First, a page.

Working at the Centre for Youth Literature there is always a project on the go or an annoucement of some kind happening. This one is especially dear to me because I’ve seen how much hard work nine teenagers have put into making it possible. The judges whittled a truly excellent shortlist of ten Australian and ten international YA books down to a final five in each category. They read 20 books, made notes, debated for literally hours and finally came up with this shortlist.
My job is mostly facilitating them getting their books, reading them by our deadline and sitting on a Skype call where I get to watch them partake in what I affectionately call Book Wars, where they argue with each other over the merits of the longlisted titles and negotiate their selections. It’s probably the best job in the world. I mean, I’ve never been employed as a chocolate taster so I can’t confirm it entirely, but I think getting a window into passionate bookish teens discussing the best YA literature of the past year is pretty great.
Now that the shortlist is public it’s time for teens all over Australia to have their say by voting. The winner of the Gold and Silver Inky Awards will be announced in Melbourne on October 2 at State Library Victoria.
It will be a relatively quiet MWF for me this year! Most of my time and energy is being spent preparing our Centre for Youth Literature teens to facilitate panels in the schools program. They are a great bunch and I know they will excel in creating engaging conversations for students to enjoy.
My one session of the year I’m facilitating is Crime Scene Imagination where I’ll have the pleasure of chatting to Ellie Marney and Rebecca Lim about two of my favourite things: YA books and crime writing.
This year was supposed to be my maternity leave year… how did I do keeping to my goal of not taking on any major projects? Well, let’s say I failed, but I failed well.
Linus was born November 2016, and I did manage to have almost a full 12 months without a major project. I did, however, take the opportunity to be a guest at the International Literature Showcase in Norwich, City of Literature. And then I accidentally (on purpose) fell into the perfect part-time role at the Centre for Youth Literature (CYL) at State Library Victoria.
So why did I knowingly divert from my 2017 goal? Because these two opportunities were worth it. Visiting Norwich and meeting literary programmers, producers and artists from all over the world was a once-in-a-lifetime opportunity. I felt so fortunate to be the only Australian in attendance and learned so much in my week in Norwich. Joining CYL has been a career goal for me for as long as I can remember. It’s one of the few workplaces I see doing youth-driven, engaging programming for YA lovers. The chance to deepen my YA knowledge (I’m a huge YA reader) and learn from this experienced team of programmers and producers was one I couldn’t pass up. Not to mention it happens to be the perfect part-time fit for my current life with two children.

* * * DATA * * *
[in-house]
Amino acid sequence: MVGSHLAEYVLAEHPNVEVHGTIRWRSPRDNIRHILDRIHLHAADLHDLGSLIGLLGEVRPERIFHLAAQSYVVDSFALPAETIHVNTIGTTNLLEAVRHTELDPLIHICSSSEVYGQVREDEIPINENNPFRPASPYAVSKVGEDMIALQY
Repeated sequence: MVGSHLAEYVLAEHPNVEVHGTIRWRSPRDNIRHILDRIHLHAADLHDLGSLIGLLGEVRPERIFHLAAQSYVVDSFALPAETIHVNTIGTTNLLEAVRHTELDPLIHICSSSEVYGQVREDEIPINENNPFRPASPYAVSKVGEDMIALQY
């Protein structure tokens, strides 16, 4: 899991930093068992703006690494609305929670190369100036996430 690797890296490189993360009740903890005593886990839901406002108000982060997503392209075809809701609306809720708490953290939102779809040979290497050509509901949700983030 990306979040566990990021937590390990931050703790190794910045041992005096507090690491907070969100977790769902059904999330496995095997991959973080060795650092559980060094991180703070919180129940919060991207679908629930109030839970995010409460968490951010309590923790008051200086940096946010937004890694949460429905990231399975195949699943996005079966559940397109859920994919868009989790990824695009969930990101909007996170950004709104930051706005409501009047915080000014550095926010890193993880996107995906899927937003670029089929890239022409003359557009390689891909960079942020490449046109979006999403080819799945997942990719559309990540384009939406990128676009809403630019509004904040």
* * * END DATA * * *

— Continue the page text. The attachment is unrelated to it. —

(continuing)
These two things are my clear work highlights of 2017. As I wrote about earlier this year, it wasn’t a stellar year for reading. I finished up reading 50 books, which is far less than I’ve managed for quite a while. That’s what having a baby does to your hobbies! I also facilitated some really great panels at Reading Matters, Melbourne Writers’ Festival and the inaugural Feminist Writers Festival: I always feel so lucky to speak with writers whose work I love such as AS King, Lili Wilkinson, Shaun Tan, Penny Modra and Kyo Maclear.
I’m looking forward to 2018. When I joined CYL it was on a short contract until the end of the year but I’m incredibly happy to have extended that until mid 2018. I’m really enjoying the role and working with some great people. It does mean that I am unlikely to get much writing done, but as always producing brings a different kind of work pride and enjoyment. I’d like to read more books next year, too. I think that’s my only firm goal for the year professionally: read more. Always nice to set a goal you enjoy.
Are women in publishing the reason young boys aren’t reading? Some within the industry would have us think so, and I wrote about it for SBS News’ Comment and Analysis section. Here’s a taste:
“Women are relegated to working in children’s publishing because, like many other services or industries, books for children are considered lightweight, easier, less important. Like their counterparts in academic publishing, women are found in higher concentrations in ‘soft’ pockets. Their expertise is first and foremost as women, mothers, carers. They are certainly qualified to lend this expertise to publishing for children, but when it comes to high end literature there are men jostling to work on the serious stuff, the award winning, publicly recognised artistry of literature.”
This one was cathartic to write, because it touches on so many of my passions; writing, publishing, YA and kids books, feminism and wilful disregard of data. Head on over to the SBS website to read it in full. I’d love to hear your thoughts on the issue!